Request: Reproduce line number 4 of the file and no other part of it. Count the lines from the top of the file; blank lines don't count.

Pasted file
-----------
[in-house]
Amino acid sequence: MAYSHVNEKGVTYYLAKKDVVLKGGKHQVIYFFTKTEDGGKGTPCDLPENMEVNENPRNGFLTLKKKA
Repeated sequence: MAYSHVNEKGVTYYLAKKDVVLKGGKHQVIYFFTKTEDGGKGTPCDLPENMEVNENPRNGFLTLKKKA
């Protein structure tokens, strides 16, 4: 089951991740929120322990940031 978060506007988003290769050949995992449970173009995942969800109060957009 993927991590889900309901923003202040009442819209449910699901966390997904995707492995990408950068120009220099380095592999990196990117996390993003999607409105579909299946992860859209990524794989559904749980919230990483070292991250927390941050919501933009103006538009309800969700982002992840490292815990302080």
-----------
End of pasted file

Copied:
């Protein structure tokens, strides 16, 4: 089951991740929120322990940031 978060506007988003290769050949995992449970173009995942969800109060957009 993927991590889900309901923003202040009442819209449910699901966390997904995707492995990408950068120009220099380095592999990196990117996390993003999607409105579909299946992860859209990524794989559904749980919230990483070292991250927390941050919501933009103006538009309800969700982002992840490292815990302080």